What is “Paris Style?”
Over the course of the last year or two, you may have found your inbox overloaded with emails promising a “Guide to French Style,” or “How to Tie Your Scarves like a Parisian.” Some even offer a guide on buying the “essentials” for a French wardrobe, and this thinking has even taken over space on shelves in your favorite bookstore. So I ask myself, what is this obsession?
Having been living in Paris for more than a year, I’ve been here long enough to see the range of style that comes with each season, occasion, and also experience moments of adoration and loathing. So here I put before you a New Yorker’s understanding of French style and the world’s obsession with it.
Parisian style can be summed up rather briefly. Its core, typically, is navy, gray and black, oxford shirts, pullover sweaters, ballet flats, and an inconveniently small bag. It’s beautiful, simple, and classic right?
I have sincerely different view on this.
What comes from this extraordinarily narrow color palette and thinking is a sense of personal darkness that is difficult to support. What no one talks about is how sincerely sad and gloomy everyone tends to be, and may even be in part due to the Parisian uniform. Parisians, men and women alike, tend to lag around a quite depressing view of the world, and it may not be their fault! (Has anyone ever told you about the weather in Paris? Think London.) They complain about everything as a sport, which somehow becomes a part of the town humor, but their outward appearance only reassures the norm.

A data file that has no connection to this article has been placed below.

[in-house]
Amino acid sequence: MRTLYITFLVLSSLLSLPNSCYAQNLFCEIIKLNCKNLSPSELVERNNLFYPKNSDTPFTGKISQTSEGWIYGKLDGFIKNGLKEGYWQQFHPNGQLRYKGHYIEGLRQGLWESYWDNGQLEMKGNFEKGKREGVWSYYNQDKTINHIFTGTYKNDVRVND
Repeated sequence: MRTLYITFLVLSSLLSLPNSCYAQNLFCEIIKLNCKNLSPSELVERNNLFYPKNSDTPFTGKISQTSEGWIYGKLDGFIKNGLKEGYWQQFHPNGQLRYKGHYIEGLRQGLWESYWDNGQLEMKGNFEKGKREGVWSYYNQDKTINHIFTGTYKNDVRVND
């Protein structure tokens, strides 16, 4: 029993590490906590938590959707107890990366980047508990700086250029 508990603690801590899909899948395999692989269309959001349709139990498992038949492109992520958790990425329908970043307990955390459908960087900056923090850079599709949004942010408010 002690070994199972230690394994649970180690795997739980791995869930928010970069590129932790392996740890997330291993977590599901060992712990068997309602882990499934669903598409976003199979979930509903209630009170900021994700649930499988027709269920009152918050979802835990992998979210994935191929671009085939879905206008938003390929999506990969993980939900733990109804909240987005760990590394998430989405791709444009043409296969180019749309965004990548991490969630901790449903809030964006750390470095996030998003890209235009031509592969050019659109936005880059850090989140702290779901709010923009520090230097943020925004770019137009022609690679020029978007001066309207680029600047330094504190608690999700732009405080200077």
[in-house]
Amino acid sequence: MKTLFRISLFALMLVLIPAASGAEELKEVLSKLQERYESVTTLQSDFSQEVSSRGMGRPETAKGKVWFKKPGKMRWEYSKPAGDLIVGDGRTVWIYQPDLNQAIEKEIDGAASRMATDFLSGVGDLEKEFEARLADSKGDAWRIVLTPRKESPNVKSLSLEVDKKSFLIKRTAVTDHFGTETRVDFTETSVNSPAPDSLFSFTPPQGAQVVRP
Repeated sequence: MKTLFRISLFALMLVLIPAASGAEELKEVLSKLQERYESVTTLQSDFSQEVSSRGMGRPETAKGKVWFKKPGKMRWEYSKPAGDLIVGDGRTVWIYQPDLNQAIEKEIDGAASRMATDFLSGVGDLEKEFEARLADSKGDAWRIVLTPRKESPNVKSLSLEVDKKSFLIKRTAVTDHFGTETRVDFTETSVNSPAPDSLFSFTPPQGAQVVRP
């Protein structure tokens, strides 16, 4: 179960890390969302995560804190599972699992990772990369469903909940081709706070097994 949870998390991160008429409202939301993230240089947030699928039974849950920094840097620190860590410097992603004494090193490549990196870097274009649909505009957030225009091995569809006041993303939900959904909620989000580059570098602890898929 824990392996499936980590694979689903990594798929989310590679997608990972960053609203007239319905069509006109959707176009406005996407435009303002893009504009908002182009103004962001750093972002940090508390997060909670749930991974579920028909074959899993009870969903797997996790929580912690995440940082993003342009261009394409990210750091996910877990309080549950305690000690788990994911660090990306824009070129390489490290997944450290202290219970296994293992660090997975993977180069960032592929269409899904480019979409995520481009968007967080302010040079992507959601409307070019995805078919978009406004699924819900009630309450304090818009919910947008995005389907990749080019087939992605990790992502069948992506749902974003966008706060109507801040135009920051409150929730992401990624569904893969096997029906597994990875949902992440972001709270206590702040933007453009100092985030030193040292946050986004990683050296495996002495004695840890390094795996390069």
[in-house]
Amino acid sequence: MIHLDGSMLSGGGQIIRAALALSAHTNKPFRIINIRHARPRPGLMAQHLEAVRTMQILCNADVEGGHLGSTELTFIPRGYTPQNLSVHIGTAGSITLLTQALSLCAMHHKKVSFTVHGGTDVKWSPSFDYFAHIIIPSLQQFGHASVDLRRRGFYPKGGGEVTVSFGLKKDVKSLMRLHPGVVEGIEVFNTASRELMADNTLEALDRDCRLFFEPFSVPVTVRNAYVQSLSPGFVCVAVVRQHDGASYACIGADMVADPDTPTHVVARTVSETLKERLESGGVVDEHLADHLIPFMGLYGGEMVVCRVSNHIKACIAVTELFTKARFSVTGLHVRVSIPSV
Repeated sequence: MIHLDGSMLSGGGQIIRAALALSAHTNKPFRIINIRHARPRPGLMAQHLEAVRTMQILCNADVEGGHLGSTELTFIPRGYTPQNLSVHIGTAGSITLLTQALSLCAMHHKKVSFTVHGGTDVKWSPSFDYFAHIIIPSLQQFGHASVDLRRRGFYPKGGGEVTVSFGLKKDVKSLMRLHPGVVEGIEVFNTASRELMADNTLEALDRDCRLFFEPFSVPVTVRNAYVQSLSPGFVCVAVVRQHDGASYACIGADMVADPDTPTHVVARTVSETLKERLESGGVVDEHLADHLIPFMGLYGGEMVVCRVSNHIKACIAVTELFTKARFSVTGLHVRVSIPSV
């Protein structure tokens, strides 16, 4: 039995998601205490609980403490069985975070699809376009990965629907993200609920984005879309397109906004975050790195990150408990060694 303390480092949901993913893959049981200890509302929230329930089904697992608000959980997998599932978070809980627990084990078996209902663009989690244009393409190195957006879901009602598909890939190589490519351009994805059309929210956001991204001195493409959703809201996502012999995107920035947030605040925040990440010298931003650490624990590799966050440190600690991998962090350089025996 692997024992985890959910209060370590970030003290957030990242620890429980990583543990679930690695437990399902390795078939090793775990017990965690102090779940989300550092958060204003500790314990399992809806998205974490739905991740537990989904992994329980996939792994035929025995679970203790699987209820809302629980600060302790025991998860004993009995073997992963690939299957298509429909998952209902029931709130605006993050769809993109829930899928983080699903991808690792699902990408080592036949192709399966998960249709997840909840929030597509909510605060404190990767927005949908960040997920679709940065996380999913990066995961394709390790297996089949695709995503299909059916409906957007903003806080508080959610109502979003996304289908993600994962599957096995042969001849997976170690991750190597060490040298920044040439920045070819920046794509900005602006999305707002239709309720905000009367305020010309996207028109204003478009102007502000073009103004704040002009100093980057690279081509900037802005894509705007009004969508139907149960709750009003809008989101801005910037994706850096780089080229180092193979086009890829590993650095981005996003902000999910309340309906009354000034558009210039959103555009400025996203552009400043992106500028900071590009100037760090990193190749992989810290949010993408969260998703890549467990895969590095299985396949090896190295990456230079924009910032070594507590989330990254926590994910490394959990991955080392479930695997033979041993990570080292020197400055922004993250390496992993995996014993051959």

I can’t be the only one that finds this troubling. Fellow New Yorkers and inhabitants of cosmopolitan cities know how difficult it is to live the city life. As a New Yorker, all we’re trying to do is pick ourselves up, considering how rough and tumble life can be; there’s no time for self-loathing. So why is it so?
The French consciousness is intensely structured, and enshrined into a bureaucratic frame. The university system is a not-so-simple example of that. One’s metiers is determined by how well one does on an exam, and the number of spaces in a large selection of fields are reserved for the top graduates of the elite schools. Therefore, all prior schooling is an institution designated to shape the children into these formidable adults that must fill a very specific mold.
Despite the beautiful, sometimes experimental creations that we observe during Paris Fashion Week, it does not fit the image of the French. This is why a very particular silhouette exists as the uniform, with barely any deviation.
I think those of us in North America admire French style so much because we are so accustomed to observing expressions of individuality. We are looking to French/Parisian style is a breath of fresh air with bouts of sincere nostalgia, considering times past when everyone shared a uniformed, society-reflective appearance. Those days are gone in the US, and I think most of us are grateful. But those of us that look to fashion as a vehicle of expression can’t help the tugs of memory from the past that has provided us with a sense of community, understanding, and a sense of belonging to something bigger than our closets. Certainly, it’s a luxury to be able to wear what we like, with the colors and fabrics that please us, but I think we toy with the obsession over French/Parisian style because of that need to feel like we’re not alone in this game of dress.